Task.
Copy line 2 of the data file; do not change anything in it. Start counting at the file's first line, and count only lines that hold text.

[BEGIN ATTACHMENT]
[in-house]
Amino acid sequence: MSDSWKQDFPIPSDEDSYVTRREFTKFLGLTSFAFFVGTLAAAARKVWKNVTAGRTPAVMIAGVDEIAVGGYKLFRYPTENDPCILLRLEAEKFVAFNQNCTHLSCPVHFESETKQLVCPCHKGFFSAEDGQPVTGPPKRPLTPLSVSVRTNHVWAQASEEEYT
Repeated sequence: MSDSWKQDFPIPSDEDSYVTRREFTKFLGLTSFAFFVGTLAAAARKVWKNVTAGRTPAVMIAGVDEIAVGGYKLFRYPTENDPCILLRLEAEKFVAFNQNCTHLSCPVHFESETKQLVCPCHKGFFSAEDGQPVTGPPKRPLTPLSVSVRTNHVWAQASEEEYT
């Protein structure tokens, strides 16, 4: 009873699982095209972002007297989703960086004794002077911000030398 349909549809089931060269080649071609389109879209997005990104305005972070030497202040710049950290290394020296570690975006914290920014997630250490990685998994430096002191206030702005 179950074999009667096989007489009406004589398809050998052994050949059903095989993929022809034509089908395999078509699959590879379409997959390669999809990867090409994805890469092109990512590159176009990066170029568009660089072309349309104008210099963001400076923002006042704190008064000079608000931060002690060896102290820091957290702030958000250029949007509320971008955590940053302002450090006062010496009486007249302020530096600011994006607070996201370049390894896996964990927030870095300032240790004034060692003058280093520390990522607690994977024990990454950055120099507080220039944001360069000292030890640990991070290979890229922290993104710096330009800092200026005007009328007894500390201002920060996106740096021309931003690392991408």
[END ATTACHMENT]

Amino acid sequence: MSDSWKQDFPIPSDEDSYVTRREFTKFLGLTSFAFFVGTLAAAARKVWKNVTAGRTPAVMIAGVDEIAVGGYKLFRYPTENDPCILLRLEAEKFVAFNQNCTHLSCPVHFESETKQLVCPCHKGFFSAEDGQPVTGPPKRPLTPLSVSVRTNHVWAQASEEEYT